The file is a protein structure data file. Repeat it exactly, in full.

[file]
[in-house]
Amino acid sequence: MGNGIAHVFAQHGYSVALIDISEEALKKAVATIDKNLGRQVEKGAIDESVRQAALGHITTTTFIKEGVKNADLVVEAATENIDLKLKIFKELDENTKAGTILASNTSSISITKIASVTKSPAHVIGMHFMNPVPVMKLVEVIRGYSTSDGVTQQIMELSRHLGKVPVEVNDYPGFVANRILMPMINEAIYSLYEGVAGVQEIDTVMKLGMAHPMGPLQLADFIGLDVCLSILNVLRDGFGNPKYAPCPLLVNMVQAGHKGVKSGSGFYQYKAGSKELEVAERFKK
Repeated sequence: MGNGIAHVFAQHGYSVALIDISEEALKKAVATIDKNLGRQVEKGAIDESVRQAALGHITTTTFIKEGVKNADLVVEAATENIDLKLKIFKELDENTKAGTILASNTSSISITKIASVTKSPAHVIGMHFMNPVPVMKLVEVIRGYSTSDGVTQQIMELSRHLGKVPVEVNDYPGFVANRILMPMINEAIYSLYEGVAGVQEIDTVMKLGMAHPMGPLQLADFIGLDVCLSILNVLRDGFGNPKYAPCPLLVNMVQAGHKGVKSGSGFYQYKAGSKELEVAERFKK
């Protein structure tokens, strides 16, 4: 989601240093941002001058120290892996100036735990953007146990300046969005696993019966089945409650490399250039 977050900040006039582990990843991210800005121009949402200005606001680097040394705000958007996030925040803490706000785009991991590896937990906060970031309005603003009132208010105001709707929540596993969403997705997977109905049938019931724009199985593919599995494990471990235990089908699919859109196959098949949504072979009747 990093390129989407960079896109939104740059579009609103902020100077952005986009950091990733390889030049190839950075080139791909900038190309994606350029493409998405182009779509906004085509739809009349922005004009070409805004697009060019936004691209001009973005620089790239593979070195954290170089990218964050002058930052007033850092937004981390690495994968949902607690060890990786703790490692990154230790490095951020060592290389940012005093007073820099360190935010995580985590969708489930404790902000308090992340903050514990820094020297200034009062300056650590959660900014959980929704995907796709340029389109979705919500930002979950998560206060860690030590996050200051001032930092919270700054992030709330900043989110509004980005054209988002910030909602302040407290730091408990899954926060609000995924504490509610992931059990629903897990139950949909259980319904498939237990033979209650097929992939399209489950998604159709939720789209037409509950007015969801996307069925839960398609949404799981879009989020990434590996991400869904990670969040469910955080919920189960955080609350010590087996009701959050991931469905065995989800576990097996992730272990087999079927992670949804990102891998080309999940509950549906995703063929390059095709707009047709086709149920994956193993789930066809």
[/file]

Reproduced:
[in-house]
Amino acid sequence: MGNGIAHVFAQHGYSVALIDISEEALKKAVATIDKNLGRQVEKGAIDESVRQAALGHITTTTFIKEGVKNADLVVEAATENIDLKLKIFKELDENTKAGTILASNTSSISITKIASVTKSPAHVIGMHFMNPVPVMKLVEVIRGYSTSDGVTQQIMELSRHLGKVPVEVNDYPGFVANRILMPMINEAIYSLYEGVAGVQEIDTVMKLGMAHPMGPLQLADFIGLDVCLSILNVLRDGFGNPKYAPCPLLVNMVQAGHKGVKSGSGFYQYKAGSKELEVAERFKK
Repeated sequence: MGNGIAHVFAQHGYSVALIDISEEALKKAVATIDKNLGRQVEKGAIDESVRQAALGHITTTTFIKEGVKNADLVVEAATENIDLKLKIFKELDENTKAGTILASNTSSISITKIASVTKSPAHVIGMHFMNPVPVMKLVEVIRGYSTSDGVTQQIMELSRHLGKVPVEVNDYPGFVANRILMPMINEAIYSLYEGVAGVQEIDTVMKLGMAHPMGPLQLADFIGLDVCLSILNVLRDGFGNPKYAPCPLLVNMVQAGHKGVKSGSGFYQYKAGSKELEVAERFKK
């Protein structure tokens, strides 16, 4: 989601240093941002001058120290892996100036735990953007146990300046969005696993019966089945409650490399250039 977050900040006039582990990843991210800005121009949402200005606001680097040394705000958007996030925040803490706000785009991991590896937990906060970031309005603003009132208010105001709707929540596993969403997705997977109905049938019931724009199985593919599995494990471990235990089908699919859109196959098949949504072979009747 990093390129989407960079896109939104740059579009609103902020100077952005986009950091990733390889030049190839950075080139791909900038190309994606350029493409998405182009779509906004085509739809009349922005004009070409805004697009060019936004691209001009973005620089790239593979070195954290170089990218964050002058930052007033850092937004981390690495994968949902607690060890990786703790490692990154230790490095951020060592290389940012005093007073820099360190935010995580985590969708489930404790902000308090992340903050514990820094020297200034009062300056650590959660900014959980929704995907796709340029389109979705919500930002979950998560206060860690030590996050200051001032930092919270700054992030709330900043989110509004980005054209988002910030909602302040407290730091408990899954926060609000995924504490509610992931059990629903897990139950949909259980319904498939237990033979209650097929992939399209489950998604159709939720789209037409509950007015969801996307069925839960398609949404799981879009989020990434590996991400869904990670969040469910955080919920189960955080609350010590087996009701959050991931469905065995989800576990097996992730272990087999079927992670949804990102891998080309999940509950549906995703063929390059095709707009047709086709149920994956193993789930066809």